I can't wait for my helment to confirm that I hope the driver who just cut me off crashes into a lamppost, and that his airbag malfunctions and somehow forces him into the act of autofellatio.
The next helment in my survey is the LifeBeam SMART helment, which measures your heart rate:
The world's first cycling helmet that continuously measures your heart-rate without using a chest strap. SMART uses electro-optical technology to continuously measure your heart-rate. The optical sensor is placed on the helmet's front, gently touching your forehead. The sensor samples the blood pulse in a high frequency and transmits a raw signal to the processing unit, which is placed in the helmet back.
Assuming you give a shit what your heart rate is or need confirmation that you're still alive while cycling, you may be wondering what happens if you decide to wear a hat under it. Do the sensors still work?
Well, probably not.
But LifeBeam has that covered, because now there's the Sports Headband!
Just have your local tailor sew one of these into every one of your cycling hats. See that? Much better than a chest strap.
Okay, so now you have a helment that confirms you're still alive. But what if you've crashed, and the life is slowly draining out of you? Well, if you're wearing a helment it's extremely unlikely this will happen, because nothing bad ever happens to people wearing helments. Even so, better safe than sorry, so here's ICEdot, the helment that will alert others if you go ass over tea kettle, scranus over coffee maker, vulvanus over French press, or whatever your preferred body part/beverage maker metaphor combo may be:
I've mentioned the ICEdot before, but I can't be bothered to look up where or when, so instead I'll just point out the following: A popular cyclocross star like Jeremy Powers probably has lots of friends--so many that he can program his ICEdot helment to send texts to his ten (10) closest pals in the unlikely event that his awesome skillz fail him and he goes ballsack over soda fountain machine on his next training ride.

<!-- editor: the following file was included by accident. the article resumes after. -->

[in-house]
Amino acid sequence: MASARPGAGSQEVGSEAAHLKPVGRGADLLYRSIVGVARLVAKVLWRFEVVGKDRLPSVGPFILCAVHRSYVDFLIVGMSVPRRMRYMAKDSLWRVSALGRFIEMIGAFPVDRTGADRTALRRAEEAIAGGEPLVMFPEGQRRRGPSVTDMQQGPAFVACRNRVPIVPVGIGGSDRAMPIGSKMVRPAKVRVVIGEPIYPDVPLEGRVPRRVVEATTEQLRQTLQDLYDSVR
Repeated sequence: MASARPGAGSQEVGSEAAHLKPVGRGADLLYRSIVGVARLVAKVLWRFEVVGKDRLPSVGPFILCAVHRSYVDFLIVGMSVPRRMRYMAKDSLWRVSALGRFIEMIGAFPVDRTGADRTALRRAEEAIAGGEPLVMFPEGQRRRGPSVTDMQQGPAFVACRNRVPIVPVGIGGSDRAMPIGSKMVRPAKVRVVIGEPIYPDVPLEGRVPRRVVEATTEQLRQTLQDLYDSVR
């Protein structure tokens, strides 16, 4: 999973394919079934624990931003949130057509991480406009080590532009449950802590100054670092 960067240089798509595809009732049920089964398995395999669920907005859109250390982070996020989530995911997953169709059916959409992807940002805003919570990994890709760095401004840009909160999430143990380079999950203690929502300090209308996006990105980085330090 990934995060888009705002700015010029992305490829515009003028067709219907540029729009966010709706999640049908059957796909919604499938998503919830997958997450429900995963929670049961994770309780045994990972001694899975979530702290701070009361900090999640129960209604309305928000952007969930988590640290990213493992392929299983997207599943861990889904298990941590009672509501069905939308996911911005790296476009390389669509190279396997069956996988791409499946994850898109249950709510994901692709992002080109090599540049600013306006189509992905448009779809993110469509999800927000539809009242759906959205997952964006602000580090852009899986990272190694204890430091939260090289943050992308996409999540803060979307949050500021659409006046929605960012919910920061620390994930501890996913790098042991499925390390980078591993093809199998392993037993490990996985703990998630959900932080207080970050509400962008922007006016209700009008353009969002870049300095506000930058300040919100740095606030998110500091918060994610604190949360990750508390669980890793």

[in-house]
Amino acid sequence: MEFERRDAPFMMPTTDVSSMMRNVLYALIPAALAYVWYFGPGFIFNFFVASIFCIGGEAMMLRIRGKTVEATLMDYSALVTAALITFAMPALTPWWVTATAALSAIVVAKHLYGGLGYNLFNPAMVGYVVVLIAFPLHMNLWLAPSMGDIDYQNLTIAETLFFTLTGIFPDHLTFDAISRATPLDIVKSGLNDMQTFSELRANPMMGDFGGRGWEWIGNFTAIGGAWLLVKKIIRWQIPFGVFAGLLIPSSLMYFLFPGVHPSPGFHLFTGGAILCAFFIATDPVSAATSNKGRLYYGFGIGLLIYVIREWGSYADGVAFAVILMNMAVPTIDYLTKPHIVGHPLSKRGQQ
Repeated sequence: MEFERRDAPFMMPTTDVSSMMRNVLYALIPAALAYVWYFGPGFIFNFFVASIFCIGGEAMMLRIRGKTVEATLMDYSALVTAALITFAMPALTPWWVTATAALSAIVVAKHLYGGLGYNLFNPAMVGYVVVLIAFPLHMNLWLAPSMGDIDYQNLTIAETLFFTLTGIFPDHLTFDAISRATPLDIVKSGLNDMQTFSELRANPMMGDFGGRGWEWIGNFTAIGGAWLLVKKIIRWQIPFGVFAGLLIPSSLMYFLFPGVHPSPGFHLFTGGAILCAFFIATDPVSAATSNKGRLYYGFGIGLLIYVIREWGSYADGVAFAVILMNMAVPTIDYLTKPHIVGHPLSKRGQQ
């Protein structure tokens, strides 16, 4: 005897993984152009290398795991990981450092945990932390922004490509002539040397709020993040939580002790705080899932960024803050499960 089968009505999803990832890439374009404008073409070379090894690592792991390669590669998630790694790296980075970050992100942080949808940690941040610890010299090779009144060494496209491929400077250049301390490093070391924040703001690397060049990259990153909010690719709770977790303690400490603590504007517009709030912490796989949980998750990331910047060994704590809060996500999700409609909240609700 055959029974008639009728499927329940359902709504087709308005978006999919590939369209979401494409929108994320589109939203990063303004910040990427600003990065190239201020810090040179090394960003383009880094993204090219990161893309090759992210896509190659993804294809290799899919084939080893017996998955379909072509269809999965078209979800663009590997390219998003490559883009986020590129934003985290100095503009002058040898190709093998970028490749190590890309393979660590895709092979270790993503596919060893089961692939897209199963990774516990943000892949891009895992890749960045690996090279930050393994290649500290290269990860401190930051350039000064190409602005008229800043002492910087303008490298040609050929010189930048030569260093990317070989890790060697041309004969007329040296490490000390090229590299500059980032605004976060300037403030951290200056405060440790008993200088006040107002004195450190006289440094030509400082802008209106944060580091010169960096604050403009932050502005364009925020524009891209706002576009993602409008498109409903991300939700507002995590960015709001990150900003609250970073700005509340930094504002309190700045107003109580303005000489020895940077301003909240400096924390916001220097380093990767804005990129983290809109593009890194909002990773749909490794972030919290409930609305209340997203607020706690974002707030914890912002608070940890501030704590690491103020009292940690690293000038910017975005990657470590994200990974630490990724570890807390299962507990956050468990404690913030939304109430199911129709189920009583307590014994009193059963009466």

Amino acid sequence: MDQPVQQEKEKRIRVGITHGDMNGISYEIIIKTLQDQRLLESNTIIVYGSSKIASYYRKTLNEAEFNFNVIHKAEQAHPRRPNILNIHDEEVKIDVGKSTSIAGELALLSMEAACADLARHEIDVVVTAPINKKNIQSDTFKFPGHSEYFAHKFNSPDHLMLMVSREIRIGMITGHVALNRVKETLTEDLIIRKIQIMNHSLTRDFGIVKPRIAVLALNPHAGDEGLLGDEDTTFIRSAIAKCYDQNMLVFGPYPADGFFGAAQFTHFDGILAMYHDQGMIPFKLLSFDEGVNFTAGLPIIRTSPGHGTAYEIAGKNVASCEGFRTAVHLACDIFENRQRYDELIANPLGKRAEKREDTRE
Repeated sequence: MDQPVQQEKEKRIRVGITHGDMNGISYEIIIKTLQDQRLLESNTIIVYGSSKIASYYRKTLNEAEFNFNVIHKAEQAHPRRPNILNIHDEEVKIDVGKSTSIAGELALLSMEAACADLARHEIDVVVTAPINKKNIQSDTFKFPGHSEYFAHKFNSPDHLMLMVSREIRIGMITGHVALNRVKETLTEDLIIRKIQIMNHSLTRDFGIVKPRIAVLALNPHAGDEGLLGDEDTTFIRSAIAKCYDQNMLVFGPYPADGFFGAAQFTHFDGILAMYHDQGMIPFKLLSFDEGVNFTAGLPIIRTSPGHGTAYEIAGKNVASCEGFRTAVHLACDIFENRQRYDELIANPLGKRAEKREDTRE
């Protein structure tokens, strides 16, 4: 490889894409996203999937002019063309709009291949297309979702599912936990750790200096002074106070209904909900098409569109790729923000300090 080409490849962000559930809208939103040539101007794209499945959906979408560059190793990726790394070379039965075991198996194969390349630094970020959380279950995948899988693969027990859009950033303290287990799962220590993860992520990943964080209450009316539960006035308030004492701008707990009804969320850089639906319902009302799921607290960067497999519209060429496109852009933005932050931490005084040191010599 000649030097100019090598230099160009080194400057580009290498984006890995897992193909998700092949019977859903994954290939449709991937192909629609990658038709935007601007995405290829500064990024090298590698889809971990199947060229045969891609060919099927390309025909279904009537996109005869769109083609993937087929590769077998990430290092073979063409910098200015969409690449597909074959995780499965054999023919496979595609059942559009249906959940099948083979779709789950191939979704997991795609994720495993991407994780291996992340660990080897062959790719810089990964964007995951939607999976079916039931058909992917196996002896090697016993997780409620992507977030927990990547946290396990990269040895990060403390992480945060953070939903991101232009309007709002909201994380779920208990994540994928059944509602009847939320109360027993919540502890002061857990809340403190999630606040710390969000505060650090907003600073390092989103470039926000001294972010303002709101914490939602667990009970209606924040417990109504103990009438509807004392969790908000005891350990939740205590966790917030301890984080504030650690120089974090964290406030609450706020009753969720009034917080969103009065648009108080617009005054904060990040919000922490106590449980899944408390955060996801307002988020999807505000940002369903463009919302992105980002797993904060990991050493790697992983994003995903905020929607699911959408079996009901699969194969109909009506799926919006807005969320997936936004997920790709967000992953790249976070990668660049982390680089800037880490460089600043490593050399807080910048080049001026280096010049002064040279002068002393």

But what about the rest of us? If you're a cyclist odds are you have few friends as it is, and if you're riding alone, well it's probably because you don't have any friends, so it's totally not viable. Take this guy I know who's not me. He doesn't really work per se, he mostly just goofs off on the Internet. He also has no friends, because nobody can stand him, so his riding basically consists of knocking around behind shopping malls in the middle of the week. Now let's say this guy gets an ICEdot helment and he crashes, which he's bound to do because he sucks so bad. Then the ICEdot goes into his phone's contacts, but because he's such a loser the only contact in his phone is his wife, and he's not even supposed to be riding, he's supposed to clean the house before she gets home because what the hell does he even do all day? So basically he's in pain and he's in trouble.
Thanks for nothing, ICEdot.
Of course, when you're talking about helments it's easy to get carried away by the safety aspect, but what good is being safe if you don't know where you're going? Here's a helment that purports to keep you both safe and oriented, which I'm also sure I've mentioned before at some point but can't be bothered to verify:
Yep, a helment that warns you with bright lights when you venture outside of the gentrified parts of town. It had to happen.
And lastly but certainly not leastly (as far as helments go anyway), don't forget the helment that goes pee-pee on your head:
All that's left is a helment that feeds you while you ride, but I expect the Kickstarter to launch any day now.
And now lastly lastly, here's a video to which I was alerted by Stevil Kinevil:
If that guy had a MindReader helment, the "Fucking Moron" light would be strobing like crazy.